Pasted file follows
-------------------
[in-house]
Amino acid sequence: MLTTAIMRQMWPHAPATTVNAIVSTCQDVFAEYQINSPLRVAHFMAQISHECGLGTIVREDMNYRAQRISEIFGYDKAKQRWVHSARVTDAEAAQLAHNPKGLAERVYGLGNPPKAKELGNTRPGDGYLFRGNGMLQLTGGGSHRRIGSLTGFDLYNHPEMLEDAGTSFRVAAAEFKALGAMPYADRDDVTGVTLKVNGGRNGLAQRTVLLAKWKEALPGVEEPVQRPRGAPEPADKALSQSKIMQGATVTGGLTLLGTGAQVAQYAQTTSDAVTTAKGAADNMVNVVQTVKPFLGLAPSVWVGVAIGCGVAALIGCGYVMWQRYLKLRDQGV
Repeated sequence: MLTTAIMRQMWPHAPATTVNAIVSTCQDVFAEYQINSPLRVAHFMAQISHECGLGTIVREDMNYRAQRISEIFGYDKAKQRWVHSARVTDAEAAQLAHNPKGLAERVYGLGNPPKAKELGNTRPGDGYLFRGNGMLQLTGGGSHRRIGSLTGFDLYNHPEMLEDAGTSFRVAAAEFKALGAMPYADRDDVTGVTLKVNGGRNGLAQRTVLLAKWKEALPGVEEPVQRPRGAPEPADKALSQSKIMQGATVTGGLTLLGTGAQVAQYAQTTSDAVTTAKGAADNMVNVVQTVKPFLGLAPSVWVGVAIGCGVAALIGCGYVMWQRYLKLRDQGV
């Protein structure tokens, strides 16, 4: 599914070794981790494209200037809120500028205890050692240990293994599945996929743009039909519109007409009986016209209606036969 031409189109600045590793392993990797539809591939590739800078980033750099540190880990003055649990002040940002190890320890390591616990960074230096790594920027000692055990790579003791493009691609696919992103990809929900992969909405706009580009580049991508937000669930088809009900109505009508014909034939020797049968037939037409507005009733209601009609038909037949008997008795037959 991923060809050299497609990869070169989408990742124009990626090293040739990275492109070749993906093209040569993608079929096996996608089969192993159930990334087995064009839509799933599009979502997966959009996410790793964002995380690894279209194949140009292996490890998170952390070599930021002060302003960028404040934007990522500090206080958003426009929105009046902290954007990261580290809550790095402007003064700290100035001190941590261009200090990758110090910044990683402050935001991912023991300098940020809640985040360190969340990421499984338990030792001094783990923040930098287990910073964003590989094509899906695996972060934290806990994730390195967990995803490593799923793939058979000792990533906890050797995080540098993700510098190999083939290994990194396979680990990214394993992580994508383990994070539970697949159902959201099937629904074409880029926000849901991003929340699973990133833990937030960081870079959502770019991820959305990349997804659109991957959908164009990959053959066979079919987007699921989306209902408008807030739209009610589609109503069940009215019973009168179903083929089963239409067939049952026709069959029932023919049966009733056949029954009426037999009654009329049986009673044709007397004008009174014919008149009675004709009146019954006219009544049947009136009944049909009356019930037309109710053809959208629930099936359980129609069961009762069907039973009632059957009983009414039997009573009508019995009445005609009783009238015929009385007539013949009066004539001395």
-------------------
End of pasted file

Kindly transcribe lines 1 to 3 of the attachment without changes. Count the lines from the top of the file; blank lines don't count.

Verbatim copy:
[in-house]
Amino acid sequence: MLTTAIMRQMWPHAPATTVNAIVSTCQDVFAEYQINSPLRVAHFMAQISHECGLGTIVREDMNYRAQRISEIFGYDKAKQRWVHSARVTDAEAAQLAHNPKGLAERVYGLGNPPKAKELGNTRPGDGYLFRGNGMLQLTGGGSHRRIGSLTGFDLYNHPEMLEDAGTSFRVAAAEFKALGAMPYADRDDVTGVTLKVNGGRNGLAQRTVLLAKWKEALPGVEEPVQRPRGAPEPADKALSQSKIMQGATVTGGLTLLGTGAQVAQYAQTTSDAVTTAKGAADNMVNVVQTVKPFLGLAPSVWVGVAIGCGVAALIGCGYVMWQRYLKLRDQGV
Repeated sequence: MLTTAIMRQMWPHAPATTVNAIVSTCQDVFAEYQINSPLRVAHFMAQISHECGLGTIVREDMNYRAQRISEIFGYDKAKQRWVHSARVTDAEAAQLAHNPKGLAERVYGLGNPPKAKELGNTRPGDGYLFRGNGMLQLTGGGSHRRIGSLTGFDLYNHPEMLEDAGTSFRVAAAEFKALGAMPYADRDDVTGVTLKVNGGRNGLAQRTVLLAKWKEALPGVEEPVQRPRGAPEPADKALSQSKIMQGATVTGGLTLLGTGAQVAQYAQTTSDAVTTAKGAADNMVNVVQTVKPFLGLAPSVWVGVAIGCGVAALIGCGYVMWQRYLKLRDQGV